Our long-term goal is to discover broad-spectrum antibiotics acting against potential biowarfare agents. The goal of this exploratory project is to develop a comprehensive approach to bypass the existing obstacles to drug discovery, which will include delivering active compounds into the pathogen, identifying new classes of antimicrobials, and efficient evaluation of toxicity/efficacy. Previous research in the Lewis laboratory showed that plants synthesize inhibitors of multi-drug resistant efflux pumps that can facilitate delivery of antimicrobials into microbial pathogens. Independently, the Ausubel laboratory developed a pathogenesis model that involves the killing of the nematode worm Caenorhabditis elegans by human microbial pathogens. The nematode can therefore be used as an animal model for primary screening of antimicrobials. This proposal describes experiments designed to merge the complementary technologies developed in these two laboratories to produce a novel approach to antimicrobial drug discovery.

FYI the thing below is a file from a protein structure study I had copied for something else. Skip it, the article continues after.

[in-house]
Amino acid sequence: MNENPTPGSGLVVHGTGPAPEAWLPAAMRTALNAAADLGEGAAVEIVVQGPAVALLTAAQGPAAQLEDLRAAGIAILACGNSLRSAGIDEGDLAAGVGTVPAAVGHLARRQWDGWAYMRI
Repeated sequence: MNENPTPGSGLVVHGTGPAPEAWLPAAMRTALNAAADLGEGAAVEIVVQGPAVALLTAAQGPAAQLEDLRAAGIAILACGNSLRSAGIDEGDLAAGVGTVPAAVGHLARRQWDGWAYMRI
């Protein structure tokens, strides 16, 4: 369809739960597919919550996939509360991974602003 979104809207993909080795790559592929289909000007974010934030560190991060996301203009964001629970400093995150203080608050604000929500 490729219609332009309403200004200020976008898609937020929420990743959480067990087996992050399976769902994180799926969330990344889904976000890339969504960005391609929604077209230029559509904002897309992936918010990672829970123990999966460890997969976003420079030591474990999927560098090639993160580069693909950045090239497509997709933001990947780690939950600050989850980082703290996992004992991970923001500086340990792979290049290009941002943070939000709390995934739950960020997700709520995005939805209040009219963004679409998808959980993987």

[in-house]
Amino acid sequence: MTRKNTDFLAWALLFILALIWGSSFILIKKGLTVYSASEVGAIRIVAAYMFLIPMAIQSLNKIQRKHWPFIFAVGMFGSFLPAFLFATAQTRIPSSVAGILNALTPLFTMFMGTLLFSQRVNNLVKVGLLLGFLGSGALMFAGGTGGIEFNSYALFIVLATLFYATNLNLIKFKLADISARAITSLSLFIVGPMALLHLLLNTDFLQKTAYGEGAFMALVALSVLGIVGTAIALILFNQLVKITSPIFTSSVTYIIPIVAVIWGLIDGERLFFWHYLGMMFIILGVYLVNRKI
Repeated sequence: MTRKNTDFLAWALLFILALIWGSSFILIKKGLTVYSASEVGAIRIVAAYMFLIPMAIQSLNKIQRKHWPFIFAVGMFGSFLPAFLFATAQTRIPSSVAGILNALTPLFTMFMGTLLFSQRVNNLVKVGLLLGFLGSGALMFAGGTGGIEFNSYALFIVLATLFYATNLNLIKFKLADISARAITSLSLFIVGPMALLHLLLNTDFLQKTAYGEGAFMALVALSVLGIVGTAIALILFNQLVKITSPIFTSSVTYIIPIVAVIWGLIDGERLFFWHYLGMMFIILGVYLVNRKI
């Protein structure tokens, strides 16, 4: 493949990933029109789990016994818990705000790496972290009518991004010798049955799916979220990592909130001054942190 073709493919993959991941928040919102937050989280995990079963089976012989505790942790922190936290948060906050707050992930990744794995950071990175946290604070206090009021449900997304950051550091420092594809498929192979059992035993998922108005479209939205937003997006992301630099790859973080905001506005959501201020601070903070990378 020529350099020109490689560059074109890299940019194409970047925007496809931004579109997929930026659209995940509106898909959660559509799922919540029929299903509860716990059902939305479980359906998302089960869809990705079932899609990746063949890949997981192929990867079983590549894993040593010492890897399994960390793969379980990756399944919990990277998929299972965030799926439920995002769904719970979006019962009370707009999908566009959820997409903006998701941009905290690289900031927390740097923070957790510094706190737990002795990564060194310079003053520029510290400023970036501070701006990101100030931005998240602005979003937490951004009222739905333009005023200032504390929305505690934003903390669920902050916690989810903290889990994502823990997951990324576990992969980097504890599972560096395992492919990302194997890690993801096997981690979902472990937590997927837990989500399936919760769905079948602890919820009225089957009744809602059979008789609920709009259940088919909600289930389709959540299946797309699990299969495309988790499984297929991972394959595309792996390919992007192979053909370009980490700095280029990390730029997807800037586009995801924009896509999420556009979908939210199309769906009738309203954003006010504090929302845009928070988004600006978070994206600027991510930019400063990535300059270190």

The Specific Aims are: 1. High throughput whole-animal screen for novel antimicrobials will be developed using C. elegans infected with a variety of NIAID group A and B agents. These will include diarrheagenic E. coli, S. enterica, and a model gram-positive pathogen E. faecalis. We will also establish whether C. elegans is infected with B. anthracis and F. tularensis. The rationale of the antimicrobial assay is to monitor curing of worms infected with human pathogens, by test compounds. A liquid assay using GFP-labeled C. elegans will be developed into a high-throughput automated assay. 2. Screening for MDR inhibitors and new antimicrobials will be performed in vitro, and in vivo with infected C. elegans. A commercial synthetic compound library, and the NCI collection of extracts will be screened. Comparison of the in vitro and in vivo screens will identify possible compounds that only act in vivo (prodrugs, compounds targeting virulence or other components necessary for in vivo survival, and stimulators of innate immunity). Preliminary results show that the NCI library has hits for both direct and MDR inhibitory activity against all pathogens tested. We will focus on obtaining novel antimicrobials and MDR inhibitors acting against gram-negative pathogens. A combination of such an MDR inhibitor with an antimicrobial compound will produce a broad-spectrum antibiotic. We plan to screen 30,000 compounds/extracts in this pilot study. 3. We will purify and identify antimicrobial compounds. Active extracts will be used to isolate a pure substance. A sufficiently pure compound will be used to determine MIC with the pathogen panel, and those with high potency will be studied further. Determination of chemical structure will be performed by a combination of MS and NMR methods.
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